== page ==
This post is in response to Ken Johnson's 25 October review of ‘Now Dig This! Art & Black Los Angeles,’ at MoMA PS1 It was sent via email as a letter to the editor of the New York Times on 27 October 2012.
I am an artist who lives and works in Boston, Massachusetts. While I often enjoy the writing of Ken Johnson, I was greatly disturbed by his review of the above referenced show. His text is really a lazy piece of writing. It assumes that black people make art with social and timely connection and so-called white people don't. What was DaDa if not a response to the political madness of WWI? Black and white people have lived together for 3 centuries in this country. If so-called white people cannot access the texts and sub-texts in the work of black artists it is because they choose not to, just as some of them choose to ignore the social realities of the country. These things are not beyond their comprehension or experience, despite the article's reification of the myth of inscrutable blackness.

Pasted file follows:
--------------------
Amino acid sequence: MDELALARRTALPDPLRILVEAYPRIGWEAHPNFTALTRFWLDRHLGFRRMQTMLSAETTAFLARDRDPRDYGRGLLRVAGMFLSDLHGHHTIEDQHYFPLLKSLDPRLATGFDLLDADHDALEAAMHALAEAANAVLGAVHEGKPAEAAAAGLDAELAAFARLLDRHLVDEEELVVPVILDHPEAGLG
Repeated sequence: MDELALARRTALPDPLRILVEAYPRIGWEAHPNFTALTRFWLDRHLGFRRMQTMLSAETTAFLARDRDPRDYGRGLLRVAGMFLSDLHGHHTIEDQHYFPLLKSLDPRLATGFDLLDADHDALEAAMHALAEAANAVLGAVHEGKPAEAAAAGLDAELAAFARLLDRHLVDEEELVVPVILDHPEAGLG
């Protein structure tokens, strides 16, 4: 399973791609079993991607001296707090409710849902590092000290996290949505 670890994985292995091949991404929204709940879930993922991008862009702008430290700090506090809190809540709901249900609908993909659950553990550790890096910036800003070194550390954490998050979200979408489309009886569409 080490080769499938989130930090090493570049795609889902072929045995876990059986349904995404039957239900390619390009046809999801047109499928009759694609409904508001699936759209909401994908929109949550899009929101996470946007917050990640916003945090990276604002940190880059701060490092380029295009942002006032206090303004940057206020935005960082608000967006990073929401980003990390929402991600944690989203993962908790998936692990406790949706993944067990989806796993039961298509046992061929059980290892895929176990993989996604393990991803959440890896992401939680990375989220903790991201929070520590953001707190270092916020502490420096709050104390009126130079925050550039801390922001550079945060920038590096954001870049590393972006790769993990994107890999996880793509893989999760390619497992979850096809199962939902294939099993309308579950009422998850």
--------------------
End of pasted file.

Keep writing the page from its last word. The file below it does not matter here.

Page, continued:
While it is appropriate to discuss the history and context of every artist, and race is a part of that, we need to stop pretending that black people are the only ones with a "race." Does anyone ever talk about Robert Ryman and whiteness? Also, does Johnson not realize that the presence of the work of a black artist like Melvin Edwards, alters our understanding of what a work by a white artist like Richard Stankiewicz can mean? Johnson reinforces the spurious notion that black people make art about being black and so-called white people make art.
Also shame on Johnson for positing the notion that if you aren't black you aren't going to get the work, or that some of its poetics will be lost or inaccessible to you. There is one art world, and it's long past time that people stop treating black artists like they are from some other planet. We are part of the traditions of Western art and I'm tired of people telling us that we aren't.
Sincerely, Steve Locke